Dr. Patrick Soon-Shiong, the billionaire L.A. medical entrepreneur, is postponing the planned initial public offering of his healthcare data company, NantHealth.
The news comes five months after Soon-Shiong told The Times that he planned to take the Culver City company public by the end of this year.
But a lot has changed since then — even for a company that counts itself among the new class of “unicorns,” or tech start-ups valued at more than $1 billion.
Biotech stocks have been hammered in recent months amid calls for governmental regulations of drug pricing. The Nasdaq Biotechnology Index, a collection of biotech and pharmaceutical companies, has fallen 15% from a recent high in July.
Soon-Shiong has already been stung by that downturn. NantKwest Inc., a developer of cancer therapies that he controls and is closely tied to NantHealth, has shed more than $1 billion in market capitalization since its July IPO.
Its stock surged 39% in its first day of trading — valuing his stake at roughly $1.4 billion — but has fallen 53% since then.
“We’re basically ready. The problem is, we don’t want to go out in the current market. There is no reason for us to go out there in a bear market,” said Soon-Shiong, who noted that the company is “well capitalized.”
NantHealth stores medical records in the cloud and analyzes genetic information to help doctors find the best treatment for cancer and other diseases.
Allscripts Healthcare Solutions Inc., an electronic medical records firm, agreed in June to pay $200 million for a 10% stake in NantHealth, valuing the company at $2 billion.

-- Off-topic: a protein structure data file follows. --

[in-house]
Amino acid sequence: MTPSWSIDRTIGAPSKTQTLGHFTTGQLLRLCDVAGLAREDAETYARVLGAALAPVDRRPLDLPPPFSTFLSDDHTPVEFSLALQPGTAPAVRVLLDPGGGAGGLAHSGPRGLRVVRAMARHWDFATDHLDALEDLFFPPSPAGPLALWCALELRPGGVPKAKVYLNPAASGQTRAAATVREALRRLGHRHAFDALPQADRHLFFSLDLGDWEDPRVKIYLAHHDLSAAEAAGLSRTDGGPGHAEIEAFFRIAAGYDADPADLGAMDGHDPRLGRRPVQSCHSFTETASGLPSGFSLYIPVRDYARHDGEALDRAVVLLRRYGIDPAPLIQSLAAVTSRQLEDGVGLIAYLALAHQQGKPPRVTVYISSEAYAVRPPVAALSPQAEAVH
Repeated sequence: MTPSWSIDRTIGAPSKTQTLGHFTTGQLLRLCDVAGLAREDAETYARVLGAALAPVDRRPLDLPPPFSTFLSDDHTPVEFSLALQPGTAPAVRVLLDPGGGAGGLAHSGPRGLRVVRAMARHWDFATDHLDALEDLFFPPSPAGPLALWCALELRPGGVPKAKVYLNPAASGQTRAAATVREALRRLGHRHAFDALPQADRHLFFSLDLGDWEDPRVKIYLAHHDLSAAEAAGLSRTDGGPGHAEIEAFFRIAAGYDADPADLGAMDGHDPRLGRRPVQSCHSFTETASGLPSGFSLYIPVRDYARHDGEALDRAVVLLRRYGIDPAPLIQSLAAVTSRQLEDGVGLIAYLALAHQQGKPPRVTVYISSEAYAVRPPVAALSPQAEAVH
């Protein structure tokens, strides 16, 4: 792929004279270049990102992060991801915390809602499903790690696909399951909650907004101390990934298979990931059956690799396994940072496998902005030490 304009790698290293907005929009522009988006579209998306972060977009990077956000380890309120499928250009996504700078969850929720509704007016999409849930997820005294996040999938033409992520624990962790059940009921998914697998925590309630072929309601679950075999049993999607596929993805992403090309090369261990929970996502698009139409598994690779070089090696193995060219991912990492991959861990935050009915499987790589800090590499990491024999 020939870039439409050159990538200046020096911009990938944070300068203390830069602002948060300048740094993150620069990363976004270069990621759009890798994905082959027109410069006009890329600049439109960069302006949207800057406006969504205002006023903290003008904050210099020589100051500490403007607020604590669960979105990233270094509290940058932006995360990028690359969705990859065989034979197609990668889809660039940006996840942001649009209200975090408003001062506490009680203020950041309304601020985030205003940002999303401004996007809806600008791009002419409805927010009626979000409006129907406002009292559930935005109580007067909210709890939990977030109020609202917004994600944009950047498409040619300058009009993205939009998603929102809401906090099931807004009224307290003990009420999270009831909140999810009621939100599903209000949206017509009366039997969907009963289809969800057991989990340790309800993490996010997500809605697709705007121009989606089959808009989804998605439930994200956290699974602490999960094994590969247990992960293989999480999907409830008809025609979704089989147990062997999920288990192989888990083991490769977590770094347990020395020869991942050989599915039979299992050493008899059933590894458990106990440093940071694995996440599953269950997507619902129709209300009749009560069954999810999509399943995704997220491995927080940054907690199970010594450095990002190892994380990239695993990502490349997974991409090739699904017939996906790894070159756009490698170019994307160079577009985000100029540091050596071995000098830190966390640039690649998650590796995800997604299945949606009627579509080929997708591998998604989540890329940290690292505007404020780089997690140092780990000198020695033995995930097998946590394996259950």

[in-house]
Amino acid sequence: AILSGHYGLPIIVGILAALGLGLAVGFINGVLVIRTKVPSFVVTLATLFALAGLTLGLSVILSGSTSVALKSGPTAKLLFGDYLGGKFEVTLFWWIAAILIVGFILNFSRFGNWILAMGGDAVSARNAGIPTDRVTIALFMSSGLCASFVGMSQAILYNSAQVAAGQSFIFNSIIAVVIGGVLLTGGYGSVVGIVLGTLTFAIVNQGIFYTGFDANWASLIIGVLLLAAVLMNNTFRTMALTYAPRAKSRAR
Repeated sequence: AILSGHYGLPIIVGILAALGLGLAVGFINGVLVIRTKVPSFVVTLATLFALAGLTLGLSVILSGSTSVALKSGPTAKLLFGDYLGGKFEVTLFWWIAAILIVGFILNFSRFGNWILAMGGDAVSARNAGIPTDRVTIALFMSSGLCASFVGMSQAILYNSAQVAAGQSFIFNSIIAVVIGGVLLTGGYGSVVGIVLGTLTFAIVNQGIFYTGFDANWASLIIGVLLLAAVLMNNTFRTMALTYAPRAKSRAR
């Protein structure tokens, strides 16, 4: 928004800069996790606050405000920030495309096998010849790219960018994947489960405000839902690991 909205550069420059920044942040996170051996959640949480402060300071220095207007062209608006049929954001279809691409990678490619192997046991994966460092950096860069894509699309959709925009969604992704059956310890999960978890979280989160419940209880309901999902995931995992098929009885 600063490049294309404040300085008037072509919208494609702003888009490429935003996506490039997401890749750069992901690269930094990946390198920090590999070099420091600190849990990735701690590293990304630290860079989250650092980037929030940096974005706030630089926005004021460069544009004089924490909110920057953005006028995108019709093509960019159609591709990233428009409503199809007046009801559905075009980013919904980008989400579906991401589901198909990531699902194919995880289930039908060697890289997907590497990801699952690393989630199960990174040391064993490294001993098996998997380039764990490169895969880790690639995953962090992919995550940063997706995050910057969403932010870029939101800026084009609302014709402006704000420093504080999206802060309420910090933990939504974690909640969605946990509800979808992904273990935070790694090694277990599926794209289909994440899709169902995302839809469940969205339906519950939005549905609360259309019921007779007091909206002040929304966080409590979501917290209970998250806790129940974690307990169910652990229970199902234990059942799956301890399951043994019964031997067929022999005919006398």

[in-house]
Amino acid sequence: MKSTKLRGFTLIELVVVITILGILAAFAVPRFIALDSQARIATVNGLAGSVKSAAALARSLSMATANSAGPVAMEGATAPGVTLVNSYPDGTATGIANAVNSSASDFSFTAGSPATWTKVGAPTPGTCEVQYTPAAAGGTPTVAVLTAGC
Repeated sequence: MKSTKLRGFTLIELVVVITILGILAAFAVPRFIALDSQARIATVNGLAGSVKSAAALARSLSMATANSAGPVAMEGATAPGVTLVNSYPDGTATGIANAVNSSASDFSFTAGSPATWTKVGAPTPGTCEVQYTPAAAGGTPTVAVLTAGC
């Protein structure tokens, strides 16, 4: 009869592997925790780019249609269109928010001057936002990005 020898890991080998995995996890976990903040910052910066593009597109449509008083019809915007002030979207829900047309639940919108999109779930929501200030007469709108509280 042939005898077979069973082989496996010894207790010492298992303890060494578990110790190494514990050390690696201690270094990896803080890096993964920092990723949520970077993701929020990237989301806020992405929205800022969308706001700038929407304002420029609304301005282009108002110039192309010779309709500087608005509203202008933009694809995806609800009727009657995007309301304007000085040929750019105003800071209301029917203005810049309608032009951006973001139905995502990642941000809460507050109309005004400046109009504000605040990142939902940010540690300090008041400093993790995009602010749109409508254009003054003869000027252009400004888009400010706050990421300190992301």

Things got worse in October after reports that Canadian firm Valeant Pharmaceuticals International Inc. used a network of specialty pharmacies to help drive up the pricing of several of its drugs.
Kathleen Smith, who manages Renaissance Capital’s IPO-focused exchange-traded funds, said Soon-Shiong is probably wise to wait.
“We don’t have an enthusiastic set of public buyers for IPOs,” she said. “Public investors are wanting very low valuations. They won’t come in unless they’re getting a discount, particularly for companies that aren’t earning money.”
Among recent notable tech IPOs, payment company Square saw its shares soar 45% to $13.07 on Nov. 19, their first day of trading. But that came after the offering price was sharply discounted, and the stock has fallen by about $1 since then.
Soon-Shiong, who founded NantHealth, boasts that it can analyze the genetic data from a tumor in 47 seconds and transfer it electronically to a doctor. That information can then be used to develop a course of treatment.
However, that claim has been challenged in court. Two former NantHealth employees sued the company in Florida this year, alleging that they were fired after expressing concern that NantHealth had made fraudulent claims about the effectiveness of its products in marketing materials.
Stephanie and William Lynch said they brought their concerns to the attention of supervisors and were fired as a result.
“I dug really deeply to vet what was on the website and brochures,” said William Lynch, who had worked as the company’s marketing director out of its offices in Panama City, Fla. “There’s a very big disparity between what the products actually did and what they were saying to clients and investors.”
Soon-Shiong said the claims are “completely without merit,” and the company intends to rigorously defend itself in court.
Meanwhile, Soon-Shiong has taken steps to boost NantKwest, a San Diego-based company with significant operations in Culver City. Soon-Shiong is NantKwest’s chairman and chief executive, and owns a majority of its stock through an investment partnership.
On Nov. 12, the company announced plans to repurchase $50 million worth of its stock. The company’s market capitalization stands at $1.35 billion.
NantKwest is in one of the hottest and most promising fields in cancer therapy: immunotherapy, which boosts the body’s own immune system to seek and destroy cancer cells.
The company is in the early stages of testing its cancer treatments and could be years away from getting a product to market. It reported a loss of $160 million for the first nine months of this year, but significant losses are typical for early-stage biotech companies researching and testing new medications.